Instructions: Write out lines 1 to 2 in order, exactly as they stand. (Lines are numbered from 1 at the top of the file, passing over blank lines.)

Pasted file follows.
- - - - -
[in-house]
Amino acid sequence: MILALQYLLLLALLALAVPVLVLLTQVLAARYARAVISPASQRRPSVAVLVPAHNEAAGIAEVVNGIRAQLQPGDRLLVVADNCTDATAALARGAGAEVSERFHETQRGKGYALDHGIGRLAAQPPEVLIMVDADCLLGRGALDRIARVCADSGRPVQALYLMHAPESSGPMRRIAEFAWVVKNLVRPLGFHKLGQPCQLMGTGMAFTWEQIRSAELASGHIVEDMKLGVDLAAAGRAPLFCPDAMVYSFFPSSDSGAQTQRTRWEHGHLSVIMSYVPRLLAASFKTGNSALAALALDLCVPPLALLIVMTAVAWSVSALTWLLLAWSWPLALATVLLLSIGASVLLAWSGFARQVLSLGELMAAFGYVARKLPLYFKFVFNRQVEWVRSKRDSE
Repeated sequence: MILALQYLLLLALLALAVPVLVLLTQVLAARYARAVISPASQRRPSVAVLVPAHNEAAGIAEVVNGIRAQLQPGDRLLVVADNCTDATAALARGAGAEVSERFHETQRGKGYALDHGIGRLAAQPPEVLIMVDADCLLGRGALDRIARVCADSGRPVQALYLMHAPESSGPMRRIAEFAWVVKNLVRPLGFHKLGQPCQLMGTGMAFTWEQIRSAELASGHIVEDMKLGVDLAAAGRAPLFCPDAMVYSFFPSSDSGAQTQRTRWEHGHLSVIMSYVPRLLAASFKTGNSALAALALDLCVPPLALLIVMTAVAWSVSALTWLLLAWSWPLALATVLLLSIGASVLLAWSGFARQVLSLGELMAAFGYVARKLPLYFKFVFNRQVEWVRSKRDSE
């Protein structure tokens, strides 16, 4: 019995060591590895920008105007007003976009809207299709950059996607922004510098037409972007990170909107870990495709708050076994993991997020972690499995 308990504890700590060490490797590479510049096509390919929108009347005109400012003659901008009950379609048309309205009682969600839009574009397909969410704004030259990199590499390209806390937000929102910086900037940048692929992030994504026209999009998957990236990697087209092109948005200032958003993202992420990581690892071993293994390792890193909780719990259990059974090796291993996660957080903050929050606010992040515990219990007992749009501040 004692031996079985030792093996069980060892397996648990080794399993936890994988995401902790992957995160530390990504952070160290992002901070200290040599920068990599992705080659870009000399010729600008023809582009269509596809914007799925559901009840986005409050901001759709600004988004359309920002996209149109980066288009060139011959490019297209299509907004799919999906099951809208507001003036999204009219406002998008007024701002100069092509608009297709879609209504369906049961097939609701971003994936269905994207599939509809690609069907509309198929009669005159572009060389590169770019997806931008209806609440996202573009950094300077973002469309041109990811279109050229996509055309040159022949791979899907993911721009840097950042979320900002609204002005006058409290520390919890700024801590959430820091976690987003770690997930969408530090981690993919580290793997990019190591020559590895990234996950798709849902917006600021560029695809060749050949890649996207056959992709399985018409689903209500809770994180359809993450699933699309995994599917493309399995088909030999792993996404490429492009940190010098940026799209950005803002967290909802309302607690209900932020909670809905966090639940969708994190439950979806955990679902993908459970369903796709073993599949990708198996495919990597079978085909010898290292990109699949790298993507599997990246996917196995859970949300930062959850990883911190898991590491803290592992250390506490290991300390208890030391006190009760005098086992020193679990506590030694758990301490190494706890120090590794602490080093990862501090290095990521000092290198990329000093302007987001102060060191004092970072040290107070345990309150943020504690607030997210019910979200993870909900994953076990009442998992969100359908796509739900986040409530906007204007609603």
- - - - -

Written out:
[in-house]
Amino acid sequence: MILALQYLLLLALLALAVPVLVLLTQVLAARYARAVISPASQRRPSVAVLVPAHNEAAGIAEVVNGIRAQLQPGDRLLVVADNCTDATAALARGAGAEVSERFHETQRGKGYALDHGIGRLAAQPPEVLIMVDADCLLGRGALDRIARVCADSGRPVQALYLMHAPESSGPMRRIAEFAWVVKNLVRPLGFHKLGQPCQLMGTGMAFTWEQIRSAELASGHIVEDMKLGVDLAAAGRAPLFCPDAMVYSFFPSSDSGAQTQRTRWEHGHLSVIMSYVPRLLAASFKTGNSALAALALDLCVPPLALLIVMTAVAWSVSALTWLLLAWSWPLALATVLLLSIGASVLLAWSGFARQVLSLGELMAAFGYVARKLPLYFKFVFNRQVEWVRSKRDSE